This approach is relevant in the context of the Ram Mandir in Ayodhya today. For this reason, the celebration is of both- an end of one long struggle and the beginning of a new journey. Recently, a few other issues of paramount national significance seem to have reached their conclusive ends one after another. Why is it so is another issue that deserves some attention here. In 1987 Ram-Janaki Rath Yatra was underway when one Sangh Swayamsevak quizzed Shri Balasaheb Deoras, then Sarsanghchalak of RSS: “Our pleas to ban cow slaughter and repeal Article 370 from Kashmir seem to have fallen on deaf ears. Nothing seems to move. Will Ram Mandir have a similar fate?” To which Shri Balasaheb Deoras replied, saying, “Let’s work towards awakening people’s consciousness toward this issue. In fact, efforts to stir people’s consciousness to causes of national significance must be consistent and perpetual. At present, the general level of national consciousness of the Hindu Samaj is very low, which is why these problems surround us. The day when the general level of national consciousness of the whole society will get elevated, it will be a time when the resolution to most problems may come about simultaneously.”
In his book, Tipping Point: How Little Things Can Make a Big Difference, Malcolm Gladwell defines “Tipping Point” as “the point at which a series of small changes or incidents become significant enough to cause a larger, more important change.” In hindsight, one is compelled to reflect if Shri Balasaheb Deoras was hinting at this “tipping point” when he talked about the consistent efforts for elevating national consciousness.
Shri Dattopant Thengadi, one of the luminaries and visionaries of Sangh would often remark, “A handful of nationally conscious and active workers cannot bring about lasting social change. But when the common man becomes even slightly more conscious about matters of national significance, then a huge difference comes about. Therefore, unwavering attempts at bringing causes of national consequence to the fore and stirring a discourse over those in the society will gradually boost the general level of national consciousness. As a cumulative effect, small and big issues of national significance will be conclusively addressed. So, it is imperative that some people must dedicate their lives to the task of augmenting the general level of national consciousness.”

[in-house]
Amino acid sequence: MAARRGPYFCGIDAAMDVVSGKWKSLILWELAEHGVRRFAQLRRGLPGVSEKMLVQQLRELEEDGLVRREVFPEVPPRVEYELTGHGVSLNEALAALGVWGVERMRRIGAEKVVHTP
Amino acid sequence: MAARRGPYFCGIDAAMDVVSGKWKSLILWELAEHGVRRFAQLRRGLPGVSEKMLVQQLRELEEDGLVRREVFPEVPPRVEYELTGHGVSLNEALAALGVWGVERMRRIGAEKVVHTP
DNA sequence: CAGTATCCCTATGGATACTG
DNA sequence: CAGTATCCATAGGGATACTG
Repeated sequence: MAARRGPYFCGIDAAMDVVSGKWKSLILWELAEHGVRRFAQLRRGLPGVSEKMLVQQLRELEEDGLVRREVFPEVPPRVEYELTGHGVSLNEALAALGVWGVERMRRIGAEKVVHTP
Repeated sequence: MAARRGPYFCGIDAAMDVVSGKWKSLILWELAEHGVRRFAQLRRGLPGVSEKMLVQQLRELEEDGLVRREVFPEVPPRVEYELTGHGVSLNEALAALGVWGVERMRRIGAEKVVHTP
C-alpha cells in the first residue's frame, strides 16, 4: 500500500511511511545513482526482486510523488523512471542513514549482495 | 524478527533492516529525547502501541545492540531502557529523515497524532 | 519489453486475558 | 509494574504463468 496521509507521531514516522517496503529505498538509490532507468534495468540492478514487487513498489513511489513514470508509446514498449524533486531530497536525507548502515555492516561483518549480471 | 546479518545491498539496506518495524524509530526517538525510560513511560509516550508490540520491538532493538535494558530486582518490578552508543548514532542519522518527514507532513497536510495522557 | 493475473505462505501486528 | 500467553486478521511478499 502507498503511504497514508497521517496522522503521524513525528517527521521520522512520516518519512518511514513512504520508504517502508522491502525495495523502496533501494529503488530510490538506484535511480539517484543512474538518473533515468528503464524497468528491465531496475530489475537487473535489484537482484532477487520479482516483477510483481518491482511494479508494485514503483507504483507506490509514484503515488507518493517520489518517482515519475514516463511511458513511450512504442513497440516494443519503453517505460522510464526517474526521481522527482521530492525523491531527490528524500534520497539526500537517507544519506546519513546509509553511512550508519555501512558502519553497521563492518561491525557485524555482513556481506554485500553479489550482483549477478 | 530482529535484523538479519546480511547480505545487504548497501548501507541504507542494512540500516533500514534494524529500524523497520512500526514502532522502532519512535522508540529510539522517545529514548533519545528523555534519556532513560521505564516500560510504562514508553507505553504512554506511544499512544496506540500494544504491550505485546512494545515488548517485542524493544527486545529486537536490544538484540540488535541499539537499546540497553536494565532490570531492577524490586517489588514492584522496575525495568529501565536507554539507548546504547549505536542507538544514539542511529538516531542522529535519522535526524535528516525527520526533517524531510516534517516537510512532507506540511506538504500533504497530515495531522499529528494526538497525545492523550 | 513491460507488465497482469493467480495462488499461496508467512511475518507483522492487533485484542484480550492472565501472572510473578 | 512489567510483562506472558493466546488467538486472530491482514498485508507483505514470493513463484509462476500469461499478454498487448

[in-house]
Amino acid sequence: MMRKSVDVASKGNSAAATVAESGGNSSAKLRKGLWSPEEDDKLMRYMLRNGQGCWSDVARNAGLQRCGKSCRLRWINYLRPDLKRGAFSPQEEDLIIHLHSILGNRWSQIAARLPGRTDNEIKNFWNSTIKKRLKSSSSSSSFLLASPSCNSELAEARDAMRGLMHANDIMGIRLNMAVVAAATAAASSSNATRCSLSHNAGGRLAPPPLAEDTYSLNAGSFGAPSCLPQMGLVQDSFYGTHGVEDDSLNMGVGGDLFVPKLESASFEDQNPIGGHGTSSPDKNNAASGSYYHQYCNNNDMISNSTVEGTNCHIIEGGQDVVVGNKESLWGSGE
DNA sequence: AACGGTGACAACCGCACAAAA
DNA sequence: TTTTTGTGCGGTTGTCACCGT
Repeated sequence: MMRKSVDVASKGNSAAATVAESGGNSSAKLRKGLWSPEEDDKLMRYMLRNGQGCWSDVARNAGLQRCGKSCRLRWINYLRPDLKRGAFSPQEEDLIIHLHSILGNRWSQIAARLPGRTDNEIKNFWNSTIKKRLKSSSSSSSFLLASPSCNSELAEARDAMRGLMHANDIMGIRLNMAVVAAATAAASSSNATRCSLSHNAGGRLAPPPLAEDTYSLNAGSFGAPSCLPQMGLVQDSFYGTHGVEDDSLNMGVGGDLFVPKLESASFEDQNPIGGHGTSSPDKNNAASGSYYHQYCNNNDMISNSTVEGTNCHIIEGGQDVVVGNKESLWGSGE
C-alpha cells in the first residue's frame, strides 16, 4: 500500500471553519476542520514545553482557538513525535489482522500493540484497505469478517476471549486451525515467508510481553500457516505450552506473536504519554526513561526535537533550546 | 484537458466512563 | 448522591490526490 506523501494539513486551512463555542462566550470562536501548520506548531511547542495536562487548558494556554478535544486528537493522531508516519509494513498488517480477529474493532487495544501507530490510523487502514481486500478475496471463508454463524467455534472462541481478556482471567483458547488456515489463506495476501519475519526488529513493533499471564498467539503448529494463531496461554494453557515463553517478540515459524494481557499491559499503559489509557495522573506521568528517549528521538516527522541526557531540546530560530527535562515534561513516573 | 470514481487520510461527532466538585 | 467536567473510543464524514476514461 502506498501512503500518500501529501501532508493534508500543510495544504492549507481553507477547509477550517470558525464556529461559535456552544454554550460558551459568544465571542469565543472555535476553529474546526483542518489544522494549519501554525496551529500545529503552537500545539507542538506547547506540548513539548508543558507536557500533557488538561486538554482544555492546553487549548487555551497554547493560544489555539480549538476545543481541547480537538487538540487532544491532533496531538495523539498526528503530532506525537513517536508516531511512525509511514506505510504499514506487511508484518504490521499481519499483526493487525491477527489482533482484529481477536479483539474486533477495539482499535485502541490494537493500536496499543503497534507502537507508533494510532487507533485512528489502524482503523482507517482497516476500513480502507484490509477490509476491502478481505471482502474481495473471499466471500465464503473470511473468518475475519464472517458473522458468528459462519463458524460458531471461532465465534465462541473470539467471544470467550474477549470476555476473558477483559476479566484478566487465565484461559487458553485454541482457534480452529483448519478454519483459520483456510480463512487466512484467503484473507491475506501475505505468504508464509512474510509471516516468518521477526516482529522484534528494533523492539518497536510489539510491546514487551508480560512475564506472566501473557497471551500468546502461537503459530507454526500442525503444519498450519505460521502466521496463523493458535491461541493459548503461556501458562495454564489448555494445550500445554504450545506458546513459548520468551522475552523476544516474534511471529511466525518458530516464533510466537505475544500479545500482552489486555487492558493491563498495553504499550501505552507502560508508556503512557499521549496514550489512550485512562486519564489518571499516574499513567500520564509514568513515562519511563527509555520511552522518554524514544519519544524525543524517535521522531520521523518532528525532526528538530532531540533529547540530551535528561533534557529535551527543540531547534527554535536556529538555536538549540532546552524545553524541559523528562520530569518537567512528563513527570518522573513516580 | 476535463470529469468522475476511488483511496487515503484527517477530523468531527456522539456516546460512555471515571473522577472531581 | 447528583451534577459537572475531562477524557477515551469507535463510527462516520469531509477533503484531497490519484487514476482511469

It seems the tipping point of Balasaheb Deoras and Dattopant Thengadi’s imagination is nearing. Rabindranath Thakur’s Swadeshi Samaj is coming alive. Several overdue decisions in matters of great national significance are now being made. The world has taken note of the shifts in the defence and foreign policies of the country. We have started our journey towards self-reliance by adopting decentralised, agrarian economic policies. The New Education Policy that will empower young minds to remain true to our roots, our true identity, while spreading their wings far and wide has been recently announced. An atmosphere that is nurturing the entrepreneurial spirit and innovation is emerging. Since all these developments are coinciding with one another after 2014, it is but natural that they are attributed to the change of Government at the Centre. However, I would like to cite a line from the editorial dated May 18, 2014, of The Guardian, published in London, commenting on the election results of May 16, 2014. It read: “It should be obvious that the underlying changes in Indian society have brought us Mr. Modi and not the other way round.” This observation is important. All these changes are a consequence of a boost in the general level of national consciousness and not the other way round. Overthrowing the old regime and electing a new Central Government is one among those changes. Fuelled by its timeless wisdom Bharatvarsha has sought a new ground to fulfil its divinely ordained duties. A senior Sangh pracharak defined RSS as “the evolution of the life mission of this Hindu nation.” Previously impeded essential reforms of national consequence have begun to take shape. It is the time for conscious and careful consolidation of nation-building efforts. This consciousness will inevitably pave the way to the desired self-confidence and self-reliance.
“अरुणोदय हो चुका वीर अब कर्मक्षेत्र में जुट जाएँ, अपने खून-पसीने द्वारा नवयुग
धरती पर लाएँ।”
“Arunoday ho chuka veer ab karmakshetra mein jut jaayen, apne khoon-paseene dwara navyug dharti par laayen.”
As mentioned in one of the Sangh songs, “Colours of the dawn are inviting us to march into the field and usher in a new era by watering the ground with our blood and sweat.”